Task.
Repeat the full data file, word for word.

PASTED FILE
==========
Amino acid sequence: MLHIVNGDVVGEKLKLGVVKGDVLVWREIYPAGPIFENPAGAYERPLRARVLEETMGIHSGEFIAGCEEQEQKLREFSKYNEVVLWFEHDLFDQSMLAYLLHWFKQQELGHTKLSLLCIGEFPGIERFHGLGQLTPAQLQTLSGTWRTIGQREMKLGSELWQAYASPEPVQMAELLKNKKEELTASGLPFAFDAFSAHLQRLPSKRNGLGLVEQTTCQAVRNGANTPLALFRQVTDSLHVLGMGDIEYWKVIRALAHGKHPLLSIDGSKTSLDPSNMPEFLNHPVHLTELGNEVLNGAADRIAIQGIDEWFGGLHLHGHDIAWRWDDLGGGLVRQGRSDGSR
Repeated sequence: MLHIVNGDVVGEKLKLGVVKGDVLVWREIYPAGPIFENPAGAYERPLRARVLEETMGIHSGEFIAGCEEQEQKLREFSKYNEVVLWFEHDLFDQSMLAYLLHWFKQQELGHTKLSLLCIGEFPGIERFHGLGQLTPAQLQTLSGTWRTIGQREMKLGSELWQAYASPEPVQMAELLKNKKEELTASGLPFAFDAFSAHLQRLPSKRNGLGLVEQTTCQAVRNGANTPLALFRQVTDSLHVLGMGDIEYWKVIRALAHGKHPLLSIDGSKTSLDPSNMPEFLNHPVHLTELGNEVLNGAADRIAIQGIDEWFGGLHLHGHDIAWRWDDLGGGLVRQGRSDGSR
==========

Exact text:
Amino acid sequence: MLHIVNGDVVGEKLKLGVVKGDVLVWREIYPAGPIFENPAGAYERPLRARVLEETMGIHSGEFIAGCEEQEQKLREFSKYNEVVLWFEHDLFDQSMLAYLLHWFKQQELGHTKLSLLCIGEFPGIERFHGLGQLTPAQLQTLSGTWRTIGQREMKLGSELWQAYASPEPVQMAELLKNKKEELTASGLPFAFDAFSAHLQRLPSKRNGLGLVEQTTCQAVRNGANTPLALFRQVTDSLHVLGMGDIEYWKVIRALAHGKHPLLSIDGSKTSLDPSNMPEFLNHPVHLTELGNEVLNGAADRIAIQGIDEWFGGLHLHGHDIAWRWDDLGGGLVRQGRSDGSR
Repeated sequence: MLHIVNGDVVGEKLKLGVVKGDVLVWREIYPAGPIFENPAGAYERPLRARVLEETMGIHSGEFIAGCEEQEQKLREFSKYNEVVLWFEHDLFDQSMLAYLLHWFKQQELGHTKLSLLCIGEFPGIERFHGLGQLTPAQLQTLSGTWRTIGQREMKLGSELWQAYASPEPVQMAELLKNKKEELTASGLPFAFDAFSAHLQRLPSKRNGLGLVEQTTCQAVRNGANTPLALFRQVTDSLHVLGMGDIEYWKVIRALAHGKHPLLSIDGSKTSLDPSNMPEFLNHPVHLTELGNEVLNGAADRIAIQGIDEWFGGLHLHGHDIAWRWDDLGGGLVRQGRSDGSR